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Employer Information

Employer Frequently Asked Questions
About Disaster Medical Assistance Team Colorado-2 (DMAT CO-2)

How many times a year can we expect our employee to be called to duty?

The average individual deploys less than once a year, plus 4-5 days of official federal training a year. The exact number of times will depend on the number of disasters/major events, but the National Disaster Medical System avoids deploying the same team more than once a year whenever possible.

How long can we expect our employee to be gone?

The maximum deployment is 14 days. Average missions are somewhere between 10 to 14 days in length. There is a possibility for your employee to extend their deployment depending on the needs of the mission.

How much advanced notice will we get that our employee will be leaving on a deployment?

On average, teams receive 1 to 3 days warning for a deployment. However, in extreme circumstances, there may be only 4 to 8 hours notice.

Are we required to pay our employee while he or she is on a DMAT deployment?

No. Employers are not required to pay an employee during a deployment. DMAT members receive federal wages while activated. However, many employers do pay wages or a stipend to augment federal wages as a way of demonstrating support of their employee and the DMAT’s service to the country.

Who covers legal liability for the employee while on deployment?

The Federal Government provides both professional liability and long-term disability coverage for DMAT members while they are on deployment. Some employers show support of their employee by extending the employee’s usual long-term disability coverage during DMAT service (since federal coverage is usually at a lower rate than most employment disability plans).

We are concerned that having our employees participate in the DMAT will cause excessive disruption to our operations.

  • What if a large number of employees want to join the DMAT?

Recruitment to DMAT CO-2 includes a comprehensive application review and interview process. Not every person who applies to the DMAT CO-2 will be accepted. In addition, many people find that they are not able or willing to meet the requirements of DMAT service. It is CO-2’s experience that the majority of people who express interest do not end up joining the team.

  • –  Is our employee at risk of being called to duty any time a major event occurs in the country?
  • –  What if we employ multiple team members – can all of our employees be called to duty at once?

DMAT CO-2 exists as part of the National Disaster Medical System (NDMS), which has nearly 60 teams throughout the country. Teams are rotated in an on-call schedule by month, with 8 to 12 teams at risk each month. Each team is on call 3 to 4 months out of the year. Therefore, even if there is a major event, DMAT CO-2 may not be activated. Within DMAT CO-2, there is also a rotating on-call schedule for team members. Even when DMAT CO-2 is activated, only a fraction of the whole team is deployed.

DMAT CO-2’s policy is to avoid, whenever possible, placing multiple people employed in the same department in an organization at risk at the same time. It is also CO-2 policy that any team member who has been deployed during the year is moved to the bottom of the priority list, in order to reduce the chance of that person deploying again in the same year.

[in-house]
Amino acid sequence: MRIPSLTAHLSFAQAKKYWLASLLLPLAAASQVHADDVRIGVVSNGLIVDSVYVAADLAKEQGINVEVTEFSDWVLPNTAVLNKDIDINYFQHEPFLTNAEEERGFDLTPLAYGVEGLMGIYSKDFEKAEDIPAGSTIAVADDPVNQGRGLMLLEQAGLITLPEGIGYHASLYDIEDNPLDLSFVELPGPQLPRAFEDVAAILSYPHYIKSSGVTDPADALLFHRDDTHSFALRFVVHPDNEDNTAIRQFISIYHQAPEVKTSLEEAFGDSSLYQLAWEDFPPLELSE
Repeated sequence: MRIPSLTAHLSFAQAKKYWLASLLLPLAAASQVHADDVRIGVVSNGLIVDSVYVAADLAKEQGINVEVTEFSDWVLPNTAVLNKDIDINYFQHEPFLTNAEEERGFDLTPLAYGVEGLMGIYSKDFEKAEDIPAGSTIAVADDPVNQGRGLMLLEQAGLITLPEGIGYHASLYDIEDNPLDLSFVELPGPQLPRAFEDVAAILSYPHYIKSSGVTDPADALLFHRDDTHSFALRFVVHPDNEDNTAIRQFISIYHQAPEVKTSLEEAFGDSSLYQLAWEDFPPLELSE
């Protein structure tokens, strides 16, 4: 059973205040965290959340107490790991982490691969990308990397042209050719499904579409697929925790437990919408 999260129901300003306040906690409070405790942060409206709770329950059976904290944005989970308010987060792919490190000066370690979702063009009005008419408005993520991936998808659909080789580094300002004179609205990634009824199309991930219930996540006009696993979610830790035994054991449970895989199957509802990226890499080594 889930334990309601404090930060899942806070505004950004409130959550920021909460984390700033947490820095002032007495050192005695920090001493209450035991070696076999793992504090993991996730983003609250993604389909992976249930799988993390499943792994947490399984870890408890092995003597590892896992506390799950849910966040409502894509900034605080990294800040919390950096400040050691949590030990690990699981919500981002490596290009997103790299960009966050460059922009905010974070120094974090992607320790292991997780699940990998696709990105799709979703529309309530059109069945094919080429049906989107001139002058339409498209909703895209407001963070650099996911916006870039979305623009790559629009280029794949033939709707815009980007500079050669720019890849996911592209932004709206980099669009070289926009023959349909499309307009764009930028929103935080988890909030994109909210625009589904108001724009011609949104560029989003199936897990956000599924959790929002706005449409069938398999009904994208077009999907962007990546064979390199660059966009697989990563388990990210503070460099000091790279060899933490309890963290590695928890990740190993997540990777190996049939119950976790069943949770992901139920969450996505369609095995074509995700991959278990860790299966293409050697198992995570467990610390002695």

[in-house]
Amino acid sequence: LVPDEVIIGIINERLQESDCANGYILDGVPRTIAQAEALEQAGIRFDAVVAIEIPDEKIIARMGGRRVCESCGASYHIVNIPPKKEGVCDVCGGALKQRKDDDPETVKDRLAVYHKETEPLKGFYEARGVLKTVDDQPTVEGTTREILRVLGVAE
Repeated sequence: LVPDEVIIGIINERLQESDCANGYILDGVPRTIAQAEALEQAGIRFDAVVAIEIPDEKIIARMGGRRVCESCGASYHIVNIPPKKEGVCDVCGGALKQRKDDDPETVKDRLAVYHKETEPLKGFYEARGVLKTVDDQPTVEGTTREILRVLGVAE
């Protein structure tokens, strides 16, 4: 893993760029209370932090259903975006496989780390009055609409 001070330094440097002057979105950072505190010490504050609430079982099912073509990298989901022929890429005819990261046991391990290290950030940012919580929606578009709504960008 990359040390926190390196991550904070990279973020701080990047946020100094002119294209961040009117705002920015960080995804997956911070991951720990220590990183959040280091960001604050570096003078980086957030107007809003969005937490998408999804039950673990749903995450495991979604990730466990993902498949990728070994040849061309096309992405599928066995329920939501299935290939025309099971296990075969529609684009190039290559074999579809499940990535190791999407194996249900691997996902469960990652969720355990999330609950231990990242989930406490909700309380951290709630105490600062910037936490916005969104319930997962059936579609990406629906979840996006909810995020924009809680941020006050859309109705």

In summary, any individual team member is at risk for deployment during a small fraction of the year. The on-call scheduling systems allow employees and employers to better predict the times a deployment is possible. These procedures make it extremely unlikely that numerous people from the same department will be deployed at the same time. They also make it extremely unlikely that a person will be pulled away from his or her family and job more than once a year. DMAT CO-2 works with team members and their employers to reduce the burden on the home and workplace as much as possible.

Can we refuse to let our employee join the DMAT?

No. Employers are forbidden by law to prevent a person from enlisting in uniformed service or discriminate against an employee due to their service.

Can we refuse to let our employee go on an official deployment?

No. DMAT members are considered members of a federal uniformed service when officially activated by the federal government. Employers are required by law to allow employees who are DMAT members to fulfill official federal deployment orders.

Our employee says that DMAT service is covered by USERRA law. What does this mean?

USERRA is the Uniformed Services Employment and Reemployment Rights Act of 1994. USERRA law is intended to ensure that members of an authorized federal uniformed service (which includes DMAT members) are not disadvantaged or discriminated against in their civilian careers because of their service.

USERRA law states that employees must be treated as if the deployment did not occur. Employers must release the employee for federal duty, and allow him or her to return to work afterwards. The employee must retain same benefits, privileges, seniority, and rank as before. The employer is also required to maintain the employee’s health insurance benefits for any deployment less than 30 days (which includes all DMAT deployments). The employee is required to provide the employer with proof of their official activation.

Can we require our employee to make up missed time from work due to a DMAT deployment?

No. Employees cannot be required to make up missed time.

Can we require our employee to use his or her vacation time for a DMAT deployment?

No. Employers are forbidden from requiring their employee use accrued vacation/leave time. Some employees will voluntarily use their vacation/leave time in order to maintain their usual wage/salary (as opposed to a federal wage, which is almost always significantly lower).